I was asked to build a ledge style handle for this custom ELEVEN2. The main benefit of ledge style handles is the are very comfortable to carry because you can wrap your fingers inside the handle and carry the board with a more natural grip.
The finished handle looks great but if you decide to build something similar you have to be VERY careful the finished handle will remain waterproof. There is no point building a beautiful board and having it leak. I normally use plastic handles because they are manufactured as one piece and have a very low chance of problems. Knowing that this handle had to remain waterproof very thin pieces of wood that were coated with epoxy on both sides to minimize any risk of water infiltration. This is not the easiest way to build a wood handle (Other options below) but from a style point of view, the only thing you see is the routed slot and the smooth bottom panel.
Here is a picture that was taken before the top was installed. This wooden box has been fully sealed with epoxy and is waterproof. The bare unfinished wood on the top of the box was installed slightly proud of the fishbone and planed to the correct height.
If the board was sliced in half this is what you would see. The very top piece represents the top panel of the board. The sides and bottom of the box were built out of the cut off corners from the bottom panel. In this case they are 4.5mm or just slightly over 3/16th of an inch. This box was wrapped in 4 ounce fibreglass cloth so strength wasn’t a concern.
To make the handle parts I started with a foot long piece of scrap 2×4 and ripped a piece 1.5″ x 1.25″. These measurements are not really important as they will be cut again. It is safer to profile up a larger piece than trying to use a router on a 4″ long piece. This keeps your fingers away from the router bit it makes no difference when it is cut to length.
This piece of wood receives a 1/2″ round-over at the router table to soften the bottom edge. This will be the contour for your hand will feel so use whatever radius feels good to you or prevents you from buying another expensive bit.
This step is optional but it feels more comfortable to have a slight angle on the grip and I figured it would ensure any water that ends up in the handle runs out when the board is upside down.
Cut you handle stock to length and assemble the 4 sides (only 2 are pictured so you can see what is going on inside.) with Titebond 3 or epoxy. This handle was glued with epoxy and I fired a couple of brad nails into the handle stock from the outside to hold it together as the epoxy cured.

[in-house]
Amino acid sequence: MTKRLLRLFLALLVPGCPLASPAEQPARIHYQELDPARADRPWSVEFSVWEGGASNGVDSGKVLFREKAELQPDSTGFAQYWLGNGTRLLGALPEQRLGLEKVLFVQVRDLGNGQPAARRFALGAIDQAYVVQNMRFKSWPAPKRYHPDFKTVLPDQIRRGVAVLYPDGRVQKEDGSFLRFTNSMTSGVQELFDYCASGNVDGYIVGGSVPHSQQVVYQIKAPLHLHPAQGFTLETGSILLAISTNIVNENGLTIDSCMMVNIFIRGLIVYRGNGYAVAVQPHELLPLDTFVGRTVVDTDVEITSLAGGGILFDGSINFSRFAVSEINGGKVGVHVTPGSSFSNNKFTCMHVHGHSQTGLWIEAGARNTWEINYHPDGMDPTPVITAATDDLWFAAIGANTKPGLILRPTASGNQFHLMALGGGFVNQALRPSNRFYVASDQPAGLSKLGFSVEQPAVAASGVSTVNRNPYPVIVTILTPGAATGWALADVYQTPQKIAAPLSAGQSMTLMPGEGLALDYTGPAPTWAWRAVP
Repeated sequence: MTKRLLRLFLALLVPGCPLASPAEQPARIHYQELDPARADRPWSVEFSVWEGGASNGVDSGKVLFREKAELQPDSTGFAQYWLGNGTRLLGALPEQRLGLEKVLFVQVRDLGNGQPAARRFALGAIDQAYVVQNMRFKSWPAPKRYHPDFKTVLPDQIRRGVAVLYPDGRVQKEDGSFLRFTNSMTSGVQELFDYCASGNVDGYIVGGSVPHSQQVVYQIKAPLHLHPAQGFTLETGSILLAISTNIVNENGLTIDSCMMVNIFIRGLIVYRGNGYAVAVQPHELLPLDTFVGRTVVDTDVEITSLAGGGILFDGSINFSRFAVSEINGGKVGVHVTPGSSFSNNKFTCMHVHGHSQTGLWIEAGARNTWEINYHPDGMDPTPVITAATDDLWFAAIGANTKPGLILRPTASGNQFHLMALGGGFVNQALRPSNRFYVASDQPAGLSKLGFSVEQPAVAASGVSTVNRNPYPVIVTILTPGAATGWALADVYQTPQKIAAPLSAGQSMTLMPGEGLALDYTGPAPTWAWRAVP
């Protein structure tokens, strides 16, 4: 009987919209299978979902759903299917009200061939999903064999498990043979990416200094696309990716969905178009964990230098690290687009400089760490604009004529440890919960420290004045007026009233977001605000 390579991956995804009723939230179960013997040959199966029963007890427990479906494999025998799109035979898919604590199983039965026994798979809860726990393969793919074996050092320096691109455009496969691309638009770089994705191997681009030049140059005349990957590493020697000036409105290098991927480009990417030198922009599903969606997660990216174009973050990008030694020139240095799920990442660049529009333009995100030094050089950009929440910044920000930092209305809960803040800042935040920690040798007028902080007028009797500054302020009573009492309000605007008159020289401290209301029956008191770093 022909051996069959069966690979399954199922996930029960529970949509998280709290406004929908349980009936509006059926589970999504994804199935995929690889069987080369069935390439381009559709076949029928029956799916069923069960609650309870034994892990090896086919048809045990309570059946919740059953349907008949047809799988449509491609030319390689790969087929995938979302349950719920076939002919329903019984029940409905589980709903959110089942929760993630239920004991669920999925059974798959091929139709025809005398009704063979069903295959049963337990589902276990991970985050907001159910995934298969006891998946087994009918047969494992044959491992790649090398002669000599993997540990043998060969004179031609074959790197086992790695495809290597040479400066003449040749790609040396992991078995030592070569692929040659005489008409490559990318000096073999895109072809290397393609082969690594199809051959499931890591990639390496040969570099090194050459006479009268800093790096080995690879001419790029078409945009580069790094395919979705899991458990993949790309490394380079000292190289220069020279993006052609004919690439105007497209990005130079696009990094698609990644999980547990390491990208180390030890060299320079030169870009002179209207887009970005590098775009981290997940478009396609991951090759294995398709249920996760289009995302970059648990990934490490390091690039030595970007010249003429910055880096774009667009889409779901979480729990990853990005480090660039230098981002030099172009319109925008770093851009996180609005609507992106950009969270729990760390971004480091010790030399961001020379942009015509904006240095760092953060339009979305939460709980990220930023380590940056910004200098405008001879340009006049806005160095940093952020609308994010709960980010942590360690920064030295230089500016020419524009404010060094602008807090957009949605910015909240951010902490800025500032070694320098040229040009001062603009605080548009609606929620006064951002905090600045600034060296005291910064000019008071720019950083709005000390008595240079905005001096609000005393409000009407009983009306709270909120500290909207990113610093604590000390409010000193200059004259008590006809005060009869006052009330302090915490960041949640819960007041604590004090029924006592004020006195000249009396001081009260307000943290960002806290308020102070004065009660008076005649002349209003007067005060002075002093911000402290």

With the epoxy still wet from the step above I flipped the handle over and sealed the inside surfaces with the rest of the epoxy. This step ensures that the areas that will be hard to reach later are fully sealed. I prefer plastic handles because I know they are waterproof. I was super careful sealing this handle because if it leaks you will have water inside you hollow board. The excess epoxy was allowed to drain out with gravity onto a piece of 6mil plastic sheet. Make sure the handle is on a piece of plastic or wax paper because it will glue to whatever it is sitting on. At this point the bottom of the box (not pictured was also sealed with epoxy with the good side facing up.
With the epoxy dry I sprayed the inside with Monster Paint to give the surface a sanded, non-slippery grip and to hide any drips that might get past my tape. This is not an area that you want to be sanding later.
At the table saw I cut the angled handle stock flush and adjusted the overall height of the handle. Approximately 2″ seemed to feel correct.
The bottom was attached with epoxy and the outer surface was covered with a piece of 4 ounce cloth and a laminating coat of epoxy. This layer of cloth is being used structurally and only received 1 coat of epoxy. I was pretty confident that the inside was waterproof but wanted to make sure that the overall structure was bombproof.
After the top panel was installed the handle was opened by first carefully drilling a hole in the centre. This was followed with a 3/8″ router bit with a bearing on the bottom set about 1/2″ deep to ensure it didn’t cut into the handle stock. The 3/8″ radius nicely dressed up the corners rectangular box opening. This was followed by a 1/4″ radius bit to soften the top edge.
The wooden handle above is a much simpler handle to build. To build a handle like this you simply drill a series of holes through a block of wood and then add a bottom. You can also use this approach to build a ledge style handle buy adding a second layer of blocking with a football shaped area for your fingers before adding a bottom. I recommend sealing all surfaces to prevent wood movement.